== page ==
8. Start Your Business as a Side Hustle

“By not putting the pressure of creating instant income on your venture, you can test your product or service, refine your offer, and get lots of customer feedback that will help you make a great website and build your brand. Once you’ve laid the foundation and start seeing positive results, you’ll be able to keep building until the time is right to make your business your full-time work.” —Amy De Wolfe, freelance presentation designer, Presentation Design Pro

9. Get Comfortable With Being Uncomfortable

“In the corporate world, employees are met with certain expectations, which they might not be comfortable doing. They are rewarded to draw inside the lines, get along with co-workers, and so on. But when you are your own boss, life can get unpredictable. So be prepared for the discomfort. Get comfortable with your discomforts.” —Hilda Wong, CEO, Content Dog

10. Act on Specific Fears Early

“Write down your two biggest fears, then set goals — with reasonable time frames — that are very specific to counteracting those fears. That way, when the fears start to crop up in your business, you already know you’re working to tackle them.” —Jeannie Irwin, founder, Crafting Jeannie

11. Align Your Goals With Your Resources

Make sure your goals have proper resources. If your resources are limited, choose a business with lower risks. Do not start with a business that requires millions in marketing and production; it is only going to bankrupt you. So start small so that you can take your business to higher success.” —Erin LaCkore, founder, LaCkore Couture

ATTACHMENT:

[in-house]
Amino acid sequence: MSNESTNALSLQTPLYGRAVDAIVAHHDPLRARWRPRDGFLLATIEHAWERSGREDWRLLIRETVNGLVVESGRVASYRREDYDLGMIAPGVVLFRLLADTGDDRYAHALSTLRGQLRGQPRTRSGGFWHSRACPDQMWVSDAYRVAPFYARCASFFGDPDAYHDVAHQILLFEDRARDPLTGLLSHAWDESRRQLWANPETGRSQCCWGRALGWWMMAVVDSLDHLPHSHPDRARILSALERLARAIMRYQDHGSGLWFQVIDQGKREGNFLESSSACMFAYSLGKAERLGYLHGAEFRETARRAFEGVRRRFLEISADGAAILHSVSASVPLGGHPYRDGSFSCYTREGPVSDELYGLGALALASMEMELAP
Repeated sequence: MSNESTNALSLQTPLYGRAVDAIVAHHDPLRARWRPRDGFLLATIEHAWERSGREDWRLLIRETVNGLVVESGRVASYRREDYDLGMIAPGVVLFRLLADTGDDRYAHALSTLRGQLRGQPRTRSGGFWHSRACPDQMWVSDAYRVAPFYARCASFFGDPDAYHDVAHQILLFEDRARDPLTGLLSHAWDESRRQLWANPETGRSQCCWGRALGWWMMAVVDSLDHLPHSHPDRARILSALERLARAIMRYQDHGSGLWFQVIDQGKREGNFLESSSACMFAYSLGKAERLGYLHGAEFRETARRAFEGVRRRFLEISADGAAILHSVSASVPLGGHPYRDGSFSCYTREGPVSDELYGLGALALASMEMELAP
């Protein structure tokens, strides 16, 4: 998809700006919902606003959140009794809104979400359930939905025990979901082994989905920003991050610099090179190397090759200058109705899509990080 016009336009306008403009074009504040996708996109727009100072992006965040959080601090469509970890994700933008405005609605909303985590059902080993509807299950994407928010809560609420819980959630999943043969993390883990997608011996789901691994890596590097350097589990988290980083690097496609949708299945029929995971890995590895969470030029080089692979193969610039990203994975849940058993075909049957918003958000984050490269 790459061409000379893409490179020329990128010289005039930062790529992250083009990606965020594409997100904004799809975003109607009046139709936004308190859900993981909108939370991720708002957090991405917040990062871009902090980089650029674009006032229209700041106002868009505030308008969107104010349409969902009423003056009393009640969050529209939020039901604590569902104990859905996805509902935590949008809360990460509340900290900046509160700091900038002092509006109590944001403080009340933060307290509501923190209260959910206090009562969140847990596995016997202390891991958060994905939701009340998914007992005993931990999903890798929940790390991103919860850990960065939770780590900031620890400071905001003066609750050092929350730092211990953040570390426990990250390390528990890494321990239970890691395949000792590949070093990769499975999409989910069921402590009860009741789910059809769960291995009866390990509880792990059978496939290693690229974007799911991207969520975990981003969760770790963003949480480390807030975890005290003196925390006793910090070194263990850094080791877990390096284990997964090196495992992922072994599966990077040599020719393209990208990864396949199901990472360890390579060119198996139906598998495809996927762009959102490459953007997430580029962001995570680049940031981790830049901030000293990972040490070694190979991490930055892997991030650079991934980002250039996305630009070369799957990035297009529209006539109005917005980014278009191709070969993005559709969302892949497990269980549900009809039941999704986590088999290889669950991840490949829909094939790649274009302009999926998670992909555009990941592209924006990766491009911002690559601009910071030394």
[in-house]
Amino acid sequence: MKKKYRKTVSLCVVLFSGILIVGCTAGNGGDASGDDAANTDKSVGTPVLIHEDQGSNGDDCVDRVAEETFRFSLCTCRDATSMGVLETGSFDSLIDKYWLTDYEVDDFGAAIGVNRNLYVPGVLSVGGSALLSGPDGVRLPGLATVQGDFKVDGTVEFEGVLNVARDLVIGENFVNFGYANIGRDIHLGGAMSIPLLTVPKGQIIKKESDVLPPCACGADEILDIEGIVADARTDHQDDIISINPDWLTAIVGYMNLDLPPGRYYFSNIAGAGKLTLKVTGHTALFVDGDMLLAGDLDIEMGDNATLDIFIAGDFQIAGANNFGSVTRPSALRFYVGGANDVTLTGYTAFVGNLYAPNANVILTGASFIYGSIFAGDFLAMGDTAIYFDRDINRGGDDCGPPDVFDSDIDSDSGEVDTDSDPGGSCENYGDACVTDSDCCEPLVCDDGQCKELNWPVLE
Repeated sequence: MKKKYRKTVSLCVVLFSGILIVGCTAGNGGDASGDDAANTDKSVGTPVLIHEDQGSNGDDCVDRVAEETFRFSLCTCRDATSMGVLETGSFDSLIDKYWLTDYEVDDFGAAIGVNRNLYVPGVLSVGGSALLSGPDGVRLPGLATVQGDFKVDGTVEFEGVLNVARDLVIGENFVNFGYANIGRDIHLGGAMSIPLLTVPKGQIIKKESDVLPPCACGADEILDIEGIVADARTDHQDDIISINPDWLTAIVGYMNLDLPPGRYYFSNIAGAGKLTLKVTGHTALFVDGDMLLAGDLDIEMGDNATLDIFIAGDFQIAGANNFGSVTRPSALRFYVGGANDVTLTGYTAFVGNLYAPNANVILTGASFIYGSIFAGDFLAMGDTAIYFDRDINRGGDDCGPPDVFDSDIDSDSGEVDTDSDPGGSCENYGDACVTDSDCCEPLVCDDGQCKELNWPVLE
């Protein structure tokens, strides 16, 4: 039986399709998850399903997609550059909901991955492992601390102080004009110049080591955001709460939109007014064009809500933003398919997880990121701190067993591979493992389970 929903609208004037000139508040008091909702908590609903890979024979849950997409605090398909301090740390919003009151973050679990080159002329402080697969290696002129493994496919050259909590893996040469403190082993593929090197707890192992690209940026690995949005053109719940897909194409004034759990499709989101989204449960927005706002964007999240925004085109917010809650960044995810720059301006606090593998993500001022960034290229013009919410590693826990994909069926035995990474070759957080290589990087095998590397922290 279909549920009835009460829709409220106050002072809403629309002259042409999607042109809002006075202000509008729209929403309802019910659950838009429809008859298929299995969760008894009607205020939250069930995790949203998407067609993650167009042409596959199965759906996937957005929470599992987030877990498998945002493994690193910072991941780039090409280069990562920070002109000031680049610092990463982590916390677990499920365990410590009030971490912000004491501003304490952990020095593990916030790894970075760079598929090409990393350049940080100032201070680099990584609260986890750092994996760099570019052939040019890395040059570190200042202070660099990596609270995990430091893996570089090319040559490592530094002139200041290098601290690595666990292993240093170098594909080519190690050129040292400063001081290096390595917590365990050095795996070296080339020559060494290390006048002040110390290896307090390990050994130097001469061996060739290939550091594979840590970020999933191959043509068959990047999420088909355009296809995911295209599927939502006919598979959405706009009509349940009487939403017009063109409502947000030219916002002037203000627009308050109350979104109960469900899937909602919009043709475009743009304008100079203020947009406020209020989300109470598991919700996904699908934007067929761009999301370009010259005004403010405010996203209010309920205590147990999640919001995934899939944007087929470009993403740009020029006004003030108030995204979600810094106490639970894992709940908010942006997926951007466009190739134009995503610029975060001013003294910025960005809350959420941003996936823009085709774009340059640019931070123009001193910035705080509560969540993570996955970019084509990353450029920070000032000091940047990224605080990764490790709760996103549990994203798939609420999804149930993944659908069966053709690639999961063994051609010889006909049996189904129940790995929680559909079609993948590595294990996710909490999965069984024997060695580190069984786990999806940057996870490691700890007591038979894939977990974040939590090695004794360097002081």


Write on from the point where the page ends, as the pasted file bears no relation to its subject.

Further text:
12. Stop Lying to Yourself

“A lot of the fears we have are based on others: ‘What will people say if I fail?’ ‘What if no one takes me seriously?’ ‘What if I’m not enough to handle this?’ The truth is we usually overestimate how much others think about us. So what if the thoughts you’re filling your mind with are all lies? If you see it in your mind's eye, you will believe it. Replace those lies with little actions each day. With each little milestone it will give you a little more confidence to achieve the next milestone and then the next.” —Elorm Sika Amankwa, lead consultant, Ace Avenue Agency

13. Surround Yourself With Like-Minded People

“Soon after deciding to become an entrepreneur, I started picking who I wanted to be around and who I wanted to lean on. I closed my circle, kept things to myself, and became much more protective of my thoughts. I partnered with another female co-founder who worked well with me and created a protective blanket around us. If you can surround yourself with positive, motivating, encouraging people, your fear will slowly subside and you’ll begin to see the potential of what you might do! This was crucial for me.” —Lindsey Allard, CEO and co-founder,  PlaybookUX

CircleAround is operated by a wholly owned subsidiary of Girl Scouts of the USA. The site serves women nationwide by providing content that is uplifting, thought-provoking, and useful. We make revenue distributions back to GSUSA so they can further their mission of building girls of courage, confidence, and character who make the world a better place.